Actually a yearly skin exam is the standard of care. If you look at basic age charts indicating when one should have a PAP smear or PSA or any of those routine type exams, a yearly skin exam is typically listed. However, GP’s don’t have a great track record when it comes to melanoma so it really means seeing a derm. If PCPs were better educated about melanoma, there might be more early diagnosed!
                                      Janner
                                      Participant
                                        Actually a yearly skin exam is the standard of care. If you look at basic age charts indicating when one should have a PAP smear or PSA or any of those routine type exams, a yearly skin exam is typically listed. However, GP’s don’t have a great track record when it comes to melanoma so it really means seeing a derm. If PCPs were better educated about melanoma, there might be more early diagnosed!
                                        Janner
                                        Participant
                                          Actually a yearly skin exam is the standard of care. If you look at basic age charts indicating when one should have a PAP smear or PSA or any of those routine type exams, a yearly skin exam is typically listed. However, GP’s don’t have a great track record when it comes to melanoma so it really means seeing a derm. If PCPs were better educated about melanoma, there might be more early diagnosed!
                                        mlbjab
                                        Participant

                                          I believe they need to get more information out there about watching skin for change and getting to know your skin.  I also believe everyone should have an annual skin check just like a pap smear and going to dentist.  It should be standard of care.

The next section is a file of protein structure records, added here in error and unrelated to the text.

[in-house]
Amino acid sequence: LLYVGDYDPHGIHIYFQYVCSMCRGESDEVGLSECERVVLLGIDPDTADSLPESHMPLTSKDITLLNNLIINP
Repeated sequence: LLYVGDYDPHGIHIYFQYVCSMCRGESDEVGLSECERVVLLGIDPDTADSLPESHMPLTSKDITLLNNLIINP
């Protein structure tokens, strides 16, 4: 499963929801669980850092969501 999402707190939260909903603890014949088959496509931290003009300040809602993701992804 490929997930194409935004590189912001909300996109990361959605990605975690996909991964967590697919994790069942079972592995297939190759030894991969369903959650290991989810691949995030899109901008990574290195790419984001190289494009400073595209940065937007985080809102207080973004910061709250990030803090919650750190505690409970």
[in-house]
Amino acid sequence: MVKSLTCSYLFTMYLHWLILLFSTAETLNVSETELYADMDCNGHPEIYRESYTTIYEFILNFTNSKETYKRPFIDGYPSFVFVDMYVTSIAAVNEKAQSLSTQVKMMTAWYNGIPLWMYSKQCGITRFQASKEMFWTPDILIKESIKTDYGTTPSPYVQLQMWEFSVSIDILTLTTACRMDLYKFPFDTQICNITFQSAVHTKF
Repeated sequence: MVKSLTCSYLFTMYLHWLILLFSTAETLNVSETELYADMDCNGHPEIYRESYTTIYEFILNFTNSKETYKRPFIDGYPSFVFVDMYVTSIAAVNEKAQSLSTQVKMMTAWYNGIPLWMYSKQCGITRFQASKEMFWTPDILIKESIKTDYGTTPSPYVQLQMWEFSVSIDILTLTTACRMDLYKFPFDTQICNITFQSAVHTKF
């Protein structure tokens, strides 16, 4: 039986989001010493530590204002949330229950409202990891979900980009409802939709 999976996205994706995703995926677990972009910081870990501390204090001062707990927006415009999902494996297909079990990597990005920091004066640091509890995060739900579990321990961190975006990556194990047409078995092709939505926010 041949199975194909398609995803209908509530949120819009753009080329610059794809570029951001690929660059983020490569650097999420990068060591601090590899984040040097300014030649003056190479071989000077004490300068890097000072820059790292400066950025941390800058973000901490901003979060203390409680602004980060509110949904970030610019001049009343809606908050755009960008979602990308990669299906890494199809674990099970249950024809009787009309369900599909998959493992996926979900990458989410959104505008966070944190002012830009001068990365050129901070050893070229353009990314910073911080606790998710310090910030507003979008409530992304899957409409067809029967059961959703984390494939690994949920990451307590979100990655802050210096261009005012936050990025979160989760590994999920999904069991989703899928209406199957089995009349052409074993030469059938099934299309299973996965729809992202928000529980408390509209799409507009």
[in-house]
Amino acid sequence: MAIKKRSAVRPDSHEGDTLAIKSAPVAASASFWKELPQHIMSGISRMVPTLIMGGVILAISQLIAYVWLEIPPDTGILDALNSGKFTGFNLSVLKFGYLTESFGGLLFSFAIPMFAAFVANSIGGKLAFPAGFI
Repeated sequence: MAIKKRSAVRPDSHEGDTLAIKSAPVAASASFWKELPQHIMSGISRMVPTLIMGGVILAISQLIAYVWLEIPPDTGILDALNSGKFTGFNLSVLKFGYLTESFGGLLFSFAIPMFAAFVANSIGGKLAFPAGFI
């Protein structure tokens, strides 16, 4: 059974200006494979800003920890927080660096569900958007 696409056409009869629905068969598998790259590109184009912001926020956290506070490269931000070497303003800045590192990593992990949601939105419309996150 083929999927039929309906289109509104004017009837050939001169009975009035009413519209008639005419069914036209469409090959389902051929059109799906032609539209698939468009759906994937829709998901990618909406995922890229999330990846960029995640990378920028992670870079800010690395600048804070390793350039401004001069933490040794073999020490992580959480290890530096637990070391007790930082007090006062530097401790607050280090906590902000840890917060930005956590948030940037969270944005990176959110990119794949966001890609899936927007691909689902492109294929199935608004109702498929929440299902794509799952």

mlbjab
                                          Participant

                                            I believe they need to get more information out there about watching skin for change and getting to know your skin.  I also believe everyone should have an annual skin check just like a pap smear and going to dentist.  It should be standard of care. 

                                            Gene_S
                                            Participant

                                               I would be willing to bet that you are vitamin D-3 deficient!  The truth about the sun will some day come to life and then it will be well known that the sun is necessary for good health. Excessive sun will cause sun burns and leather like skin.

                                              Sunscreen/sun blockers may actually be causing melanoma? time will tell. Here is a great article about this subject…

                                               
                                               

                                               I firmly believe that everone should have their vitamin D-3 levels checked.

                                              One good source for this test would be at http://www.lef.org

                                              Best wishes,

                                              Gene

                                              Gene_S
                                              Participant